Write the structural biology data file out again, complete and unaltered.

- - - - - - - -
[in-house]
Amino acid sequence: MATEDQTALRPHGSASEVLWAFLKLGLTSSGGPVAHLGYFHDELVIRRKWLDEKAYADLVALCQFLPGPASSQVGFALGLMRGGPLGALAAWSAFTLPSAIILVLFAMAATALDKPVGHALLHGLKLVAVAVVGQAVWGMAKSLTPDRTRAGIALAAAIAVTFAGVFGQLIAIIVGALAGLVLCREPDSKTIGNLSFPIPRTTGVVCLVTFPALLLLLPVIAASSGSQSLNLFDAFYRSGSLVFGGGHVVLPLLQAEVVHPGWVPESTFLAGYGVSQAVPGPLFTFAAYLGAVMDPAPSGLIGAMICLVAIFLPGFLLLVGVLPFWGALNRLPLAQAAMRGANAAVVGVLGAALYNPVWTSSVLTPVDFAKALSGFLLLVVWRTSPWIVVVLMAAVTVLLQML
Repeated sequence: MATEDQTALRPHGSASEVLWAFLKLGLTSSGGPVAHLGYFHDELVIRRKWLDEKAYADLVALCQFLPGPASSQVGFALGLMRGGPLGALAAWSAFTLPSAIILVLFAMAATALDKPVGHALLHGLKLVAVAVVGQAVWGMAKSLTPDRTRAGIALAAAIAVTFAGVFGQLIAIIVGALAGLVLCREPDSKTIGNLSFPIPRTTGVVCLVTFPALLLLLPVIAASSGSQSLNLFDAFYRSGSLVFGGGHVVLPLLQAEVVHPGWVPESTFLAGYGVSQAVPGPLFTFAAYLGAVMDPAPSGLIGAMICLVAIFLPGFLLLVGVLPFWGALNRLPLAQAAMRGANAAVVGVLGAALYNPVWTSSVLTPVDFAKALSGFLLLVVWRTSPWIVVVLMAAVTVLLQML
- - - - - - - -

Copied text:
[in-house]
Amino acid sequence: MATEDQTALRPHGSASEVLWAFLKLGLTSSGGPVAHLGYFHDELVIRRKWLDEKAYADLVALCQFLPGPASSQVGFALGLMRGGPLGALAAWSAFTLPSAIILVLFAMAATALDKPVGHALLHGLKLVAVAVVGQAVWGMAKSLTPDRTRAGIALAAAIAVTFAGVFGQLIAIIVGALAGLVLCREPDSKTIGNLSFPIPRTTGVVCLVTFPALLLLLPVIAASSGSQSLNLFDAFYRSGSLVFGGGHVVLPLLQAEVVHPGWVPESTFLAGYGVSQAVPGPLFTFAAYLGAVMDPAPSGLIGAMICLVAIFLPGFLLLVGVLPFWGALNRLPLAQAAMRGANAAVVGVLGAALYNPVWTSSVLTPVDFAKALSGFLLLVVWRTSPWIVVVLMAAVTVLLQML
Repeated sequence: MATEDQTALRPHGSASEVLWAFLKLGLTSSGGPVAHLGYFHDELVIRRKWLDEKAYADLVALCQFLPGPASSQVGFALGLMRGGPLGALAAWSAFTLPSAIILVLFAMAATALDKPVGHALLHGLKLVAVAVVGQAVWGMAKSLTPDRTRAGIALAAAIAVTFAGVFGQLIAIIVGALAGLVLCREPDSKTIGNLSFPIPRTTGVVCLVTFPALLLLLPVIAASSGSQSLNLFDAFYRSGSLVFGGGHVVLPLLQAEVVHPGWVPESTFLAGYGVSQAVPGPLFTFAAYLGAVMDPAPSGLIGAMICLVAIFLPGFLLLVGVLPFWGALNRLPLAQAAMRGANAAVVGVLGAALYNPVWTSSVLTPVDFAKALSGFLLLVVWRTSPWIVVVLMAAVTVLLQML